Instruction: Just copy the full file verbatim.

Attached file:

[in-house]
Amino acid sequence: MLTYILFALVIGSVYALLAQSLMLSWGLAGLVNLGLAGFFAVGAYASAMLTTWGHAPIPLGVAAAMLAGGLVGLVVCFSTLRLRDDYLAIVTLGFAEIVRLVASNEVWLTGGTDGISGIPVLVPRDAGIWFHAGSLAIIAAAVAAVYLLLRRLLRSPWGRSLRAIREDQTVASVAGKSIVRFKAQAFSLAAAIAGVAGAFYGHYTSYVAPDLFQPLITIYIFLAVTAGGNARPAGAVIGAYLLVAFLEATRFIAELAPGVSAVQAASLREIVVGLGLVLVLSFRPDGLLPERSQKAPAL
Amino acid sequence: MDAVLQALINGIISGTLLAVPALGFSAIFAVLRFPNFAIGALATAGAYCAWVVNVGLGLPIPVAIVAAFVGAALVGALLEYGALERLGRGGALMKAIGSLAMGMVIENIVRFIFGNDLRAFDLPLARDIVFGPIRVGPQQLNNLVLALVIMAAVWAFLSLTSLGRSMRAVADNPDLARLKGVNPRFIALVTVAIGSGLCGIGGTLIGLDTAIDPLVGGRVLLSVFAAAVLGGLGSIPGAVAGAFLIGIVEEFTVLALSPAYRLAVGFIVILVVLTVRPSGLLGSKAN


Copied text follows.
[in-house]
Amino acid sequence: MLTYILFALVIGSVYALLAQSLMLSWGLAGLVNLGLAGFFAVGAYASAMLTTWGHAPIPLGVAAAMLAGGLVGLVVCFSTLRLRDDYLAIVTLGFAEIVRLVASNEVWLTGGTDGISGIPVLVPRDAGIWFHAGSLAIIAAAVAAVYLLLRRLLRSPWGRSLRAIREDQTVASVAGKSIVRFKAQAFSLAAAIAGVAGAFYGHYTSYVAPDLFQPLITIYIFLAVTAGGNARPAGAVIGAYLLVAFLEATRFIAELAPGVSAVQAASLREIVVGLGLVLVLSFRPDGLLPERSQKAPAL
Amino acid sequence: MDAVLQALINGIISGTLLAVPALGFSAIFAVLRFPNFAIGALATAGAYCAWVVNVGLGLPIPVAIVAAFVGAALVGALLEYGALERLGRGGALMKAIGSLAMGMVIENIVRFIFGNDLRAFDLPLARDIVFGPIRVGPQQLNNLVLALVIMAAVWAFLSLTSLGRSMRAVADNPDLARLKGVNPRFIALVTVAIGSGLCGIGGTLIGLDTAIDPLVGGRVLLSVFAAAVLGGLGSIPGAVAGAFLIGIVEEFTVLALSPAYRLAVGFIVILVVLTVRPSGLLGSKAN